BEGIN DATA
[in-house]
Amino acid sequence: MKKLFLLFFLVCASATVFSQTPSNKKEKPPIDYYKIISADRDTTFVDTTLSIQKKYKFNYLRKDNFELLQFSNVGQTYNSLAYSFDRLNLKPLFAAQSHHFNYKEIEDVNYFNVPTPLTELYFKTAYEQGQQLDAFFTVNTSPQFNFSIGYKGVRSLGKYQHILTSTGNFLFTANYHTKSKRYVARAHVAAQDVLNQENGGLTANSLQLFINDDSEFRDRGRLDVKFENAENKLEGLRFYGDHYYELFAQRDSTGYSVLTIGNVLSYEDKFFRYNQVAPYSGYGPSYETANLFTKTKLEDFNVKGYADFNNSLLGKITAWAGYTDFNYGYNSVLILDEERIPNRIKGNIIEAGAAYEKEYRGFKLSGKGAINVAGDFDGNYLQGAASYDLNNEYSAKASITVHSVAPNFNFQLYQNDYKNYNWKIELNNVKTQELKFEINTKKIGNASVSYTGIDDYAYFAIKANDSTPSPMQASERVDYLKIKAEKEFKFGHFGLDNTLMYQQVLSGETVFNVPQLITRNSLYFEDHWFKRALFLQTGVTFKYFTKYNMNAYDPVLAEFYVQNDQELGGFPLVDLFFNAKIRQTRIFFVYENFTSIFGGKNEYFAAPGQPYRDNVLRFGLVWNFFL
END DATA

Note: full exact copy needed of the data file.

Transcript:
[in-house]
Amino acid sequence: MKKLFLLFFLVCASATVFSQTPSNKKEKPPIDYYKIISADRDTTFVDTTLSIQKKYKFNYLRKDNFELLQFSNVGQTYNSLAYSFDRLNLKPLFAAQSHHFNYKEIEDVNYFNVPTPLTELYFKTAYEQGQQLDAFFTVNTSPQFNFSIGYKGVRSLGKYQHILTSTGNFLFTANYHTKSKRYVARAHVAAQDVLNQENGGLTANSLQLFINDDSEFRDRGRLDVKFENAENKLEGLRFYGDHYYELFAQRDSTGYSVLTIGNVLSYEDKFFRYNQVAPYSGYGPSYETANLFTKTKLEDFNVKGYADFNNSLLGKITAWAGYTDFNYGYNSVLILDEERIPNRIKGNIIEAGAAYEKEYRGFKLSGKGAINVAGDFDGNYLQGAASYDLNNEYSAKASITVHSVAPNFNFQLYQNDYKNYNWKIELNNVKTQELKFEINTKKIGNASVSYTGIDDYAYFAIKANDSTPSPMQASERVDYLKIKAEKEFKFGHFGLDNTLMYQQVLSGETVFNVPQLITRNSLYFEDHWFKRALFLQTGVTFKYFTKYNMNAYDPVLAEFYVQNDQELGGFPLVDLFFNAKIRQTRIFFVYENFTSIFGGKNEYFAAPGQPYRDNVLRFGLVWNFFL